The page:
Why Marco Rubio Keeps Repeating Himself: A Speech Pathologist Explains

Rubio’s repetition has earned him the nickname “Marco Roboto”

Marco Rubio’s critics have dubbed him “Marco Roboto” because of his repeated sound bites in the last GOP debate — and they got more to mock Monday when he repeated himself again in New Hampshire.

A Washington, D.C. speech language pathologist told TheWrap there seems to be a simple explanation for all the repetition.

“He must be exhausted,” said Dr. Susan Miller, a communication consultant at VoiceTrainer LLC. She has worked with politicians of both major parties, but declined to name her clients.

Miller believes Rubio’s repetition in Saturday’s debate may have been intentional — even after Chris Christie called him on it. But in his speech Monday, he appeared to catch himself as he talked about the difficulties of raising children in the modern age.

“We are taking our message to families that are struggling to raise their children in the 21st century, because as you saw Jeanette and I are raising our four children in the 21st century, and we know how hard it’s become to instill our values in our kids instead of the values they try to ram down our throats,” Rubio said. “In the 21st century it’s become harder than ever to instill in your children the values they teach in our homes and in our church instead of the values that they try to ram down our [pause] throats in the movies, in music, in popular culture.”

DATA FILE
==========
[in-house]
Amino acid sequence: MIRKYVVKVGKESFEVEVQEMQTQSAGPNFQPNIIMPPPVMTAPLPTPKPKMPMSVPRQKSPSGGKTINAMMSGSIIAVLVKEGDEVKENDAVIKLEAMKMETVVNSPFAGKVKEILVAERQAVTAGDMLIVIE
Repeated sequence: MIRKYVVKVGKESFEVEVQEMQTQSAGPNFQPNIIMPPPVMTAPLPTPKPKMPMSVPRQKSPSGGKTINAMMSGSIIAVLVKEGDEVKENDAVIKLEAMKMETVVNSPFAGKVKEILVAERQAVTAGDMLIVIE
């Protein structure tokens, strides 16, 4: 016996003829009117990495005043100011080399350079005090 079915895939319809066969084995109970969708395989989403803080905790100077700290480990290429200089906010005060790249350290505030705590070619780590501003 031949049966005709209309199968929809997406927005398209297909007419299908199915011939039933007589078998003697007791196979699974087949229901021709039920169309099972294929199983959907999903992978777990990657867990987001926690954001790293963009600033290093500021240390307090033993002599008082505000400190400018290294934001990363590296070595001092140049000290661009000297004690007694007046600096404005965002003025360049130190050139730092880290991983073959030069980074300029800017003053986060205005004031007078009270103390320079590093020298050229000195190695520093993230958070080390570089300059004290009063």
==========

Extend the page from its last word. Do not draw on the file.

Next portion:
That redundancy was more striking, Miller said, because Rubio seemed to catch himself repeating himself.

“This was interesting,” she said. “It sounded like, halfway through the second time, he realized he was repeating it. I think he’s so rehearsed that he gets on these message maps … He got into one about his family and he started repeating it. I just think he’s overly rehearsed and exhausted.”

A message map, she explained, is a quick, memorized line designed to convey a particular idea. They’re also called sound bites, and they’re exactly what Christie accused Rubio of leaning on in place of actual accomplishments.

“He’s very messaged,” Miller said. “And Christie nailed him on it.”

Since the debate, the Florida senator has insisted that he meant to say exactly what he said Saturday — and that he hopes news outlets will keep replaying the clip.

In fact, he’s said it more than once.

9 Most Memorable Political Ads of the 2016 Presidential Race, So Far (Video)

Partners

Featured